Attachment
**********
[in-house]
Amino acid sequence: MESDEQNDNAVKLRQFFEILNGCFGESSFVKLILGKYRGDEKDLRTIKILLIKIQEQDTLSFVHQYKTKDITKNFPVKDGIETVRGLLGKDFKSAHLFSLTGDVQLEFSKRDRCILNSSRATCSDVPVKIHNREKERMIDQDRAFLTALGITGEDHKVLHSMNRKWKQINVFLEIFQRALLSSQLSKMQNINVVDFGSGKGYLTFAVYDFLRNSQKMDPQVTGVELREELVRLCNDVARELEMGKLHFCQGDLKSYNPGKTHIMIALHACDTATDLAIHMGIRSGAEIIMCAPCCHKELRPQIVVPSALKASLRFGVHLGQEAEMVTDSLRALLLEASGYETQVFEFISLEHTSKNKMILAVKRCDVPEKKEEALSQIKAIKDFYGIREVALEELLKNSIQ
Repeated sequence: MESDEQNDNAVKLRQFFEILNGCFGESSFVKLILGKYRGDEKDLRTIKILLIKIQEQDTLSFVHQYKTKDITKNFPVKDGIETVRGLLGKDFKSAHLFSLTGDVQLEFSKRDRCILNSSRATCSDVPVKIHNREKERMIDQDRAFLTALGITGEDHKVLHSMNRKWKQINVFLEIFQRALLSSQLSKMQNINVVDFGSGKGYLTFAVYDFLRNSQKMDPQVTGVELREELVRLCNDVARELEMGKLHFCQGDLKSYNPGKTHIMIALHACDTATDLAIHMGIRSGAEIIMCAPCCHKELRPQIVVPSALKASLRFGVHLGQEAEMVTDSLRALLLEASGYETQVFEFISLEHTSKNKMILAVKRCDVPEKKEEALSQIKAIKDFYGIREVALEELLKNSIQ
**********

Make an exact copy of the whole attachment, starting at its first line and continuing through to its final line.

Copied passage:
[in-house]
Amino acid sequence: MESDEQNDNAVKLRQFFEILNGCFGESSFVKLILGKYRGDEKDLRTIKILLIKIQEQDTLSFVHQYKTKDITKNFPVKDGIETVRGLLGKDFKSAHLFSLTGDVQLEFSKRDRCILNSSRATCSDVPVKIHNREKERMIDQDRAFLTALGITGEDHKVLHSMNRKWKQINVFLEIFQRALLSSQLSKMQNINVVDFGSGKGYLTFAVYDFLRNSQKMDPQVTGVELREELVRLCNDVARELEMGKLHFCQGDLKSYNPGKTHIMIALHACDTATDLAIHMGIRSGAEIIMCAPCCHKELRPQIVVPSALKASLRFGVHLGQEAEMVTDSLRALLLEASGYETQVFEFISLEHTSKNKMILAVKRCDVPEKKEEALSQIKAIKDFYGIREVALEELLKNSIQ
Repeated sequence: MESDEQNDNAVKLRQFFEILNGCFGESSFVKLILGKYRGDEKDLRTIKILLIKIQEQDTLSFVHQYKTKDITKNFPVKDGIETVRGLLGKDFKSAHLFSLTGDVQLEFSKRDRCILNSSRATCSDVPVKIHNREKERMIDQDRAFLTALGITGEDHKVLHSMNRKWKQINVFLEIFQRALLSSQLSKMQNINVVDFGSGKGYLTFAVYDFLRNSQKMDPQVTGVELREELVRLCNDVARELEMGKLHFCQGDLKSYNPGKTHIMIALHACDTATDLAIHMGIRSGAEIIMCAPCCHKELRPQIVVPSALKASLRFGVHLGQEAEMVTDSLRALLLEASGYETQVFEFISLEHTSKNKMILAVKRCDVPEKKEEALSQIKAIKDFYGIREVALEELLKNSIQ